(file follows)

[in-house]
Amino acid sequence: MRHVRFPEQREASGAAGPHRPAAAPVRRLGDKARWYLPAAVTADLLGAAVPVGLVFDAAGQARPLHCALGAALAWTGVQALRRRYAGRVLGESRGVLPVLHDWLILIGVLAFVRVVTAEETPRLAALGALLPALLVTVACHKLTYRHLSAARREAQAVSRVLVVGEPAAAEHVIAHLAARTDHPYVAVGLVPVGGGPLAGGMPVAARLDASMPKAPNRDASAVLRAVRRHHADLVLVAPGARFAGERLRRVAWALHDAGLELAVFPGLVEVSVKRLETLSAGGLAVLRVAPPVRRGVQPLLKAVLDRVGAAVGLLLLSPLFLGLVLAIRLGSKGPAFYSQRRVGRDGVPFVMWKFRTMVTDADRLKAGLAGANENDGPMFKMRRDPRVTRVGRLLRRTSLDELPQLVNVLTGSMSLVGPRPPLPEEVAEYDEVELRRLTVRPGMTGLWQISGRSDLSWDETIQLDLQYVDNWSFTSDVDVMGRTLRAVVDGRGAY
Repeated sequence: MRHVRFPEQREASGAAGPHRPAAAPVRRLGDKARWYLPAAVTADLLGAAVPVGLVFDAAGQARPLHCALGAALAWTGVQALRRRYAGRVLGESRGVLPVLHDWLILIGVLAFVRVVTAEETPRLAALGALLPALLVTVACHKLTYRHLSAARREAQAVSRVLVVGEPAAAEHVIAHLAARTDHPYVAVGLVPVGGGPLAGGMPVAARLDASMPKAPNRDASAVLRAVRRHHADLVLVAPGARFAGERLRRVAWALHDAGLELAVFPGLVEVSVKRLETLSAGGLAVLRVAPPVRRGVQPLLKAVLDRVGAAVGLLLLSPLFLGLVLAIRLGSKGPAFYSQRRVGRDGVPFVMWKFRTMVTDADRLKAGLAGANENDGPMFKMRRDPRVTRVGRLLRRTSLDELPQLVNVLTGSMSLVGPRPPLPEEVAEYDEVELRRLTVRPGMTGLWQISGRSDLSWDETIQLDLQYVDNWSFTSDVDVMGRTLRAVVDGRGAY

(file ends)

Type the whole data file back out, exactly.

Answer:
[in-house]
Amino acid sequence: MRHVRFPEQREASGAAGPHRPAAAPVRRLGDKARWYLPAAVTADLLGAAVPVGLVFDAAGQARPLHCALGAALAWTGVQALRRRYAGRVLGESRGVLPVLHDWLILIGVLAFVRVVTAEETPRLAALGALLPALLVTVACHKLTYRHLSAARREAQAVSRVLVVGEPAAAEHVIAHLAARTDHPYVAVGLVPVGGGPLAGGMPVAARLDASMPKAPNRDASAVLRAVRRHHADLVLVAPGARFAGERLRRVAWALHDAGLELAVFPGLVEVSVKRLETLSAGGLAVLRVAPPVRRGVQPLLKAVLDRVGAAVGLLLLSPLFLGLVLAIRLGSKGPAFYSQRRVGRDGVPFVMWKFRTMVTDADRLKAGLAGANENDGPMFKMRRDPRVTRVGRLLRRTSLDELPQLVNVLTGSMSLVGPRPPLPEEVAEYDEVELRRLTVRPGMTGLWQISGRSDLSWDETIQLDLQYVDNWSFTSDVDVMGRTLRAVVDGRGAY
Repeated sequence: MRHVRFPEQREASGAAGPHRPAAAPVRRLGDKARWYLPAAVTADLLGAAVPVGLVFDAAGQARPLHCALGAALAWTGVQALRRRYAGRVLGESRGVLPVLHDWLILIGVLAFVRVVTAEETPRLAALGALLPALLVTVACHKLTYRHLSAARREAQAVSRVLVVGEPAAAEHVIAHLAARTDHPYVAVGLVPVGGGPLAGGMPVAARLDASMPKAPNRDASAVLRAVRRHHADLVLVAPGARFAGERLRRVAWALHDAGLELAVFPGLVEVSVKRLETLSAGGLAVLRVAPPVRRGVQPLLKAVLDRVGAAVGLLLLSPLFLGLVLAIRLGSKGPAFYSQRRVGRDGVPFVMWKFRTMVTDADRLKAGLAGANENDGPMFKMRRDPRVTRVGRLLRRTSLDELPQLVNVLTGSMSLVGPRPPLPEEVAEYDEVELRRLTVRPGMTGLWQISGRSDLSWDETIQLDLQYVDNWSFTSDVDVMGRTLRAVVDGRGAY